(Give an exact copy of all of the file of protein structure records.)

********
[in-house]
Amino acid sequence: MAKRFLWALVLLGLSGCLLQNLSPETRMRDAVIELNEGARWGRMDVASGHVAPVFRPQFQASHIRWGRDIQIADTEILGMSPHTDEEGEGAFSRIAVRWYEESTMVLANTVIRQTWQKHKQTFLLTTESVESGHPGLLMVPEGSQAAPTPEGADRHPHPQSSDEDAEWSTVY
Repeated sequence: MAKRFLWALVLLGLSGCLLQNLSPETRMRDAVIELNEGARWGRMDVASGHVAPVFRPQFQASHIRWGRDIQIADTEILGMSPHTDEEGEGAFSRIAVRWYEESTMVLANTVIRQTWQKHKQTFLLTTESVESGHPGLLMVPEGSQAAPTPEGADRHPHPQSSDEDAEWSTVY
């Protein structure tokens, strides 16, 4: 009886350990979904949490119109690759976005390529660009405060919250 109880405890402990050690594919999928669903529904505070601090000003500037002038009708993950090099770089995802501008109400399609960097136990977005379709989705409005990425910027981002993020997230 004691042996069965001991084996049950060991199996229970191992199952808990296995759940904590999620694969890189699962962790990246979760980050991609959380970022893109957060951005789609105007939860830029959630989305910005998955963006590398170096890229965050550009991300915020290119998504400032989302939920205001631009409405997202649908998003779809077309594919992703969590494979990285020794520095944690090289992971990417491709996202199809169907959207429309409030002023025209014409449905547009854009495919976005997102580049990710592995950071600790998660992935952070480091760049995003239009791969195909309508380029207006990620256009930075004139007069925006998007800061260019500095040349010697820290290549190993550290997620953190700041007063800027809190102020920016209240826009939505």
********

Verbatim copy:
[in-house]
Amino acid sequence: MAKRFLWALVLLGLSGCLLQNLSPETRMRDAVIELNEGARWGRMDVASGHVAPVFRPQFQASHIRWGRDIQIADTEILGMSPHTDEEGEGAFSRIAVRWYEESTMVLANTVIRQTWQKHKQTFLLTTESVESGHPGLLMVPEGSQAAPTPEGADRHPHPQSSDEDAEWSTVY
Repeated sequence: MAKRFLWALVLLGLSGCLLQNLSPETRMRDAVIELNEGARWGRMDVASGHVAPVFRPQFQASHIRWGRDIQIADTEILGMSPHTDEEGEGAFSRIAVRWYEESTMVLANTVIRQTWQKHKQTFLLTTESVESGHPGLLMVPEGSQAAPTPEGADRHPHPQSSDEDAEWSTVY
């Protein structure tokens, strides 16, 4: 009886350990979904949490119109690759976005390529660009405060919250 109880405890402990050690594919999928669903529904505070601090000003500037002038009708993950090099770089995802501008109400399609960097136990977005379709989705409005990425910027981002993020997230 004691042996069965001991084996049950060991199996229970191992199952808990296995759940904590999620694969890189699962962790990246979760980050991609959380970022893109957060951005789609105007939860830029959630989305910005998955963006590398170096890229965050550009991300915020290119998504400032989302939920205001631009409405997202649908998003779809077309594919992703969590494979990285020794520095944690090289992971990417491709996202199809169907959207429309409030002023025209014409449905547009854009495919976005997102580049990710592995950071600790998660992935952070480091760049995003239009791969195909309508380029207006990620256009930075004139007069925006998007800061260019500095040349010697820290290549190993550290997620953190700041007063800027809190102020920016209240826009939505």